By 1932 the entire world had been in a deepening depression for two years or more, with no sign of things getting better.
Trade Wars and WWII
Germany was among the nations hardest hit by the tariffs, due to the burden of war reparations from World War I, and the nature of the highly industrialized German economy.
France, Britain and the U.S. were the natural market for Germany’s high quality industrial products, because absent the high tariffs on imports from Germany, those countries were wealthy enough to afford German machinery and other industrial products.
French economist Frédéric Bastiat allegedly said that when goods do not cross frontiers, armies will. He was right.
The 1930 U.S. tariff law had the effect of closing the U.S. market to Germany. Tariffs in France and Britain had a similar effect, closing those markets to imports from Germany.
By 1932 the depression had hurt the German people badly. The economic walls against Germany added to the woes that Germans had suffered due to an extreme hyper-inflation in the early 1920s that wiped out the savings of the middle class in Germany.
Germany’s economic catastrophe played into the hands of Adolf Hitler (1889-1945) and his National Socialist German Workers (Nazi) Party. From 1920 to early 1933 Germany was governed by political democracy. At first the Nazi party was only a marginal, fringe party, albeit a noisy and violent one.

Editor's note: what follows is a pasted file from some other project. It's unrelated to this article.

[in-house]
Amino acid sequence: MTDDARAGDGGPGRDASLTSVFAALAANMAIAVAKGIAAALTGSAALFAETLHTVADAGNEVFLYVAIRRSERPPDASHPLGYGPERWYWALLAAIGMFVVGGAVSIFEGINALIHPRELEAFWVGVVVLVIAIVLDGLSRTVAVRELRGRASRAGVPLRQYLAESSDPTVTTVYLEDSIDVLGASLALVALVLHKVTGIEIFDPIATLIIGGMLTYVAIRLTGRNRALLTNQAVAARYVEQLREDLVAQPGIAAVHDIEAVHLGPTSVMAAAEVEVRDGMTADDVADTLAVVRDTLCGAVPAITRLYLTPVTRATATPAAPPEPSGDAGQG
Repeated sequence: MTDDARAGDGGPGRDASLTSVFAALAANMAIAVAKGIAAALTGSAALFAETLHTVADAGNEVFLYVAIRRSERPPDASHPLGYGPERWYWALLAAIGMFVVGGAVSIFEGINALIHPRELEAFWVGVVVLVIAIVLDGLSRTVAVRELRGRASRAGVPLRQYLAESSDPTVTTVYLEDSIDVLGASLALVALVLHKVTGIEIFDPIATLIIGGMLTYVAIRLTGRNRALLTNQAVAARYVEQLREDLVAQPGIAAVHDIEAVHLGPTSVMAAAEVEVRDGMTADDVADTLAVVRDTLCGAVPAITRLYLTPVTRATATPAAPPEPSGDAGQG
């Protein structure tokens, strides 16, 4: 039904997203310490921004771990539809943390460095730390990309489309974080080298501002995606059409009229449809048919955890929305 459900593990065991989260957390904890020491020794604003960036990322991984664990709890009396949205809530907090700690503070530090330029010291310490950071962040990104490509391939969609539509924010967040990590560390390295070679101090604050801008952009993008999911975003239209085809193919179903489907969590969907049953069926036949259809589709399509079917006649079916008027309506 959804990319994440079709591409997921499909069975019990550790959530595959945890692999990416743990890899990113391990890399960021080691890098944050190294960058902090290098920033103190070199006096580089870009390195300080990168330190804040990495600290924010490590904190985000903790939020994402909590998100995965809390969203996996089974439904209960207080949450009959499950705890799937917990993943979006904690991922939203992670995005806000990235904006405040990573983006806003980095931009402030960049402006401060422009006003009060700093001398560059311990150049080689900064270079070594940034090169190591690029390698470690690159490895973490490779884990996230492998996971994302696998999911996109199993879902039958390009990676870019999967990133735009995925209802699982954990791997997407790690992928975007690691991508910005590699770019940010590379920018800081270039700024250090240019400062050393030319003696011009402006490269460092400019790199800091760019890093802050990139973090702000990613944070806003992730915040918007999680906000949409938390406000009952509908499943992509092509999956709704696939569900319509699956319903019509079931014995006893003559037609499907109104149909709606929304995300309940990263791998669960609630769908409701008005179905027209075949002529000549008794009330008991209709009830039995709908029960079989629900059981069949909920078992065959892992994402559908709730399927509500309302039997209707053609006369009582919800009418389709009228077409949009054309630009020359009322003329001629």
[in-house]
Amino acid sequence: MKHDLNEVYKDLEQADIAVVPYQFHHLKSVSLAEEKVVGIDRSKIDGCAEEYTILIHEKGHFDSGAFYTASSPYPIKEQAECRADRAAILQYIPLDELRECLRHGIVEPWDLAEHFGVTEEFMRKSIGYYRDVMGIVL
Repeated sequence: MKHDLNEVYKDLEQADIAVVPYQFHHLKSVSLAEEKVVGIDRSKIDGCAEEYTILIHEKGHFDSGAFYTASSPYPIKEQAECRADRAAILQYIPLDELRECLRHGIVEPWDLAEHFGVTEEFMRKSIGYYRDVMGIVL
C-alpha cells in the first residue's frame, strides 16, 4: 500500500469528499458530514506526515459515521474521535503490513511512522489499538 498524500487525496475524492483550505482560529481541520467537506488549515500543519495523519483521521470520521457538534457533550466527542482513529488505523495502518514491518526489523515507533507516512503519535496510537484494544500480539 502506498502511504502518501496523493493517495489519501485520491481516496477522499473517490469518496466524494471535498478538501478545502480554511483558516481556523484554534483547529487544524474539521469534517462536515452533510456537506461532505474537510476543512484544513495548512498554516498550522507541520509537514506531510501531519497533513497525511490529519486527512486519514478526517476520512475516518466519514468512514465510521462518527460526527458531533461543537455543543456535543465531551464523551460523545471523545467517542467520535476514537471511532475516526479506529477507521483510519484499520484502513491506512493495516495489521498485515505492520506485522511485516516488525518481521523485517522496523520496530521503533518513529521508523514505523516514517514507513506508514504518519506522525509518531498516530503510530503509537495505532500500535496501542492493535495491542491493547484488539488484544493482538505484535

The Nazi party garnered only a relatively small number of votes in every election until 1932. In that year, the Nazis received a plurality, but not a majority of votes. In January 1933 Hitler used that plurality to persuade Germany’s senile President, Paul von Hindenburg (1847-1934), to appoint him Chancellor. It took Hitler only two months thereafter to dissolve the German republic and become dictator and absolute master of Germany.
Hitler and his Nazi party turned Germany into a militaristic police state. Hitler was bent on the conquest of France, in revenge for military defeats in WW I. He was also bent on conquest of the Slavic peoples east of Germany (Russia, Poland, and more), whom he intended to enslave and eliminate by starvation so that Germans could occupy the lands of the Slavs.
Between 1938 and 1942 Nazi German armies invaded or took over without a fight most of the nations from France to Russia (then known as the Soviet Union). Hitler’s Nazi Germany was defeated only after a terrible war that caused the deaths of seven million Germans, over twenty million Slavs (mainly in the Soviet Union) and millions more in other European nations killed in war or by the Nazis’ deliberate extermination of civilian populations.
What can be done to avoid a trade war initiated by Mr. Trump?
It would take resolute action by the U.S. Congress.
Mr. Trump is imposing his trade war by means of Executive Order. This he is empowered to do by U.S. laws.
The Congress could repeal those laws, and once those laws are repealed, Congress could countermand Mr. Trump’s Executive Orders. However Mr. Trump has the veto power of the Presidency. It would take a two-thirds vote in each house of Congress to override a veto.
Where is the courage of anyone in Congress to oppose Trump’s trade war in ways that could put it to an end? No one in Congress is speaking up.
The failure of a democracy comes about in this way. A legislature enacts unwise laws. A President uses them to do bad things. And no one in politics has the will or courage to do anything about it.